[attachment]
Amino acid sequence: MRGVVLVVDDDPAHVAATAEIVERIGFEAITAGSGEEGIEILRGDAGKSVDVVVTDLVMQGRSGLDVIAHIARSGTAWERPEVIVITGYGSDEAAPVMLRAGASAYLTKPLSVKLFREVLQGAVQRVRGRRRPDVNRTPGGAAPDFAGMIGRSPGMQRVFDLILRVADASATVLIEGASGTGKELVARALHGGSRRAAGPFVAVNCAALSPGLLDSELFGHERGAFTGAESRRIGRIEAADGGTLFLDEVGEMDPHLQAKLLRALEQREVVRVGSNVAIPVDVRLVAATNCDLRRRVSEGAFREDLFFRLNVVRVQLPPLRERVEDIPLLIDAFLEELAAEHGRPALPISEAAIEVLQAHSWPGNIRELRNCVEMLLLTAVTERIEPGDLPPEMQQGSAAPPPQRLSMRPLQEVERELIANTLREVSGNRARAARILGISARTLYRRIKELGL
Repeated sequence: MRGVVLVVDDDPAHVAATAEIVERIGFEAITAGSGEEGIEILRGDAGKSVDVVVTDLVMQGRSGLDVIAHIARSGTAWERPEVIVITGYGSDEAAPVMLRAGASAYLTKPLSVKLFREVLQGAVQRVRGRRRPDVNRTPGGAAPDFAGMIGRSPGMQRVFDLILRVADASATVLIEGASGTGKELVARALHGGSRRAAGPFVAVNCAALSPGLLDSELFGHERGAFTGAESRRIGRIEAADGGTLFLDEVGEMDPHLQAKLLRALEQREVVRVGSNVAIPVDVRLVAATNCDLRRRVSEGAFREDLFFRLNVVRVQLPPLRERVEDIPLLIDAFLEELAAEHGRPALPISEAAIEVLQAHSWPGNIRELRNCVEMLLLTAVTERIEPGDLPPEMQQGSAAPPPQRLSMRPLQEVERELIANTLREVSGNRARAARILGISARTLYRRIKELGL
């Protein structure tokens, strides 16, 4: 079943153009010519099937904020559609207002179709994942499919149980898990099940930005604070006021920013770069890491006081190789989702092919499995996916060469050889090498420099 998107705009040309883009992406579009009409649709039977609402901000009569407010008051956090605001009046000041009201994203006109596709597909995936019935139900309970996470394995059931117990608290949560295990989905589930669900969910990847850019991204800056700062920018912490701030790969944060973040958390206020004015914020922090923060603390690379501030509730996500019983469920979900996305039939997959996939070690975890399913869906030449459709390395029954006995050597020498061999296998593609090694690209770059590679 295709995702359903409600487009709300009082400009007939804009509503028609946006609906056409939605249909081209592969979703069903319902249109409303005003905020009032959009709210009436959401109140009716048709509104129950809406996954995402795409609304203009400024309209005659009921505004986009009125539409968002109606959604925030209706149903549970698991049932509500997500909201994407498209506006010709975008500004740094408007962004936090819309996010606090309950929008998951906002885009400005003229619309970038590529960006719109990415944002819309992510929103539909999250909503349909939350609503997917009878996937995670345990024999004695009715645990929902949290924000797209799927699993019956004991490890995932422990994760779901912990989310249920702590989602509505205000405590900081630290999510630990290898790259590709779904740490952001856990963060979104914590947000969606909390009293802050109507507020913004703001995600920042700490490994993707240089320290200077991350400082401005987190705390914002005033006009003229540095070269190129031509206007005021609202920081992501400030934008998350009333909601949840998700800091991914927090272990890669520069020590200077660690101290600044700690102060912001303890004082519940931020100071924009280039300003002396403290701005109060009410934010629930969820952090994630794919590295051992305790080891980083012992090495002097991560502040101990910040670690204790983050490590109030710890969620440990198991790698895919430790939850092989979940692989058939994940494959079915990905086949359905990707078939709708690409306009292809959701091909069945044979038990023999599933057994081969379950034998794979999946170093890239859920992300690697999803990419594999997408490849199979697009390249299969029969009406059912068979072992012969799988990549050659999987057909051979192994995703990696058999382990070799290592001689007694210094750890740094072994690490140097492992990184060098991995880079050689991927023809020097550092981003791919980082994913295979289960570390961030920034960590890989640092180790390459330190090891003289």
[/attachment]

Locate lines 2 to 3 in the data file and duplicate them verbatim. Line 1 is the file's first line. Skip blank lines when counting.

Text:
Repeated sequence: MRGVVLVVDDDPAHVAATAEIVERIGFEAITAGSGEEGIEILRGDAGKSVDVVVTDLVMQGRSGLDVIAHIARSGTAWERPEVIVITGYGSDEAAPVMLRAGASAYLTKPLSVKLFREVLQGAVQRVRGRRRPDVNRTPGGAAPDFAGMIGRSPGMQRVFDLILRVADASATVLIEGASGTGKELVARALHGGSRRAAGPFVAVNCAALSPGLLDSELFGHERGAFTGAESRRIGRIEAADGGTLFLDEVGEMDPHLQAKLLRALEQREVVRVGSNVAIPVDVRLVAATNCDLRRRVSEGAFREDLFFRLNVVRVQLPPLRERVEDIPLLIDAFLEELAAEHGRPALPISEAAIEVLQAHSWPGNIRELRNCVEMLLLTAVTERIEPGDLPPEMQQGSAAPPPQRLSMRPLQEVERELIANTLREVSGNRARAARILGISARTLYRRIKELGL
């Protein structure tokens, strides 16, 4: 079943153009010519099937904020559609207002179709994942499919149980898990099940930005604070006021920013770069890491006081190789989702092919499995996916060469050889090498420099 998107705009040309883009992406579009009409649709039977609402901000009569407010008051956090605001009046000041009201994203006109596709597909995936019935139900309970996470394995059931117990608290949560295990989905589930669900969910990847850019991204800056700062920018912490701030790969944060973040958390206020004015914020922090923060603390690379501030509730996500019983469920979900996305039939997959996939070690975890399913869906030449459709390395029954006995050597020498061999296998593609090694690209770059590679 295709995702359903409600487009709300009082400009007939804009509503028609946006609906056409939605249909081209592969979703069903319902249109409303005003905020009032959009709210009436959401109140009716048709509104129950809406996954995402795409609304203009400024309209005659009921505004986009009125539409968002109606959604925030209706149903549970698991049932509500997500909201994407498209506006010709975008500004740094408007962004936090819309996010606090309950929008998951906002885009400005003229619309970038590529960006719109990415944002819309992510929103539909999250909503349909939350609503997917009878996937995670345990024999004695009715645990929902949290924000797209799927699993019956004991490890995932422990994760779901912990989310249920702590989602509505205000405590900081630290999510630990290898790259590709779904740490952001856990963060979104914590947000969606909390009293802050109507507020913004703001995600920042700490490994993707240089320290200077991350400082401005987190705390914002005033006009003229540095070269190129031509206007005021609202920081992501400030934008998350009333909601949840998700800091991914927090272990890669520069020590200077660690101290600044700690102060912001303890004082519940931020100071924009280039300003002396403290701005109060009410934010629930969820952090994630794919590295051992305790080891980083012992090495002097991560502040101990910040670690204790983050490590109030710890969620440990198991790698895919430790939850092989979940692989058939994940494959079915990905086949359905990707078939709708690409306009292809959701091909069945044979038990023999599933057994081969379950034998794979999946170093890239859920992300690697999803990419594999997408490849199979697009390249299969029969009406059912068979072992012969799988990549050659999987057909051979192994995703990696058999382990070799290592001689007694210094750890740094072994690490140097492992990184060098991995880079050689991927023809020097550092981003791919980082994913295979289960570390961030920034960590890989640092180790390459330190090891003289």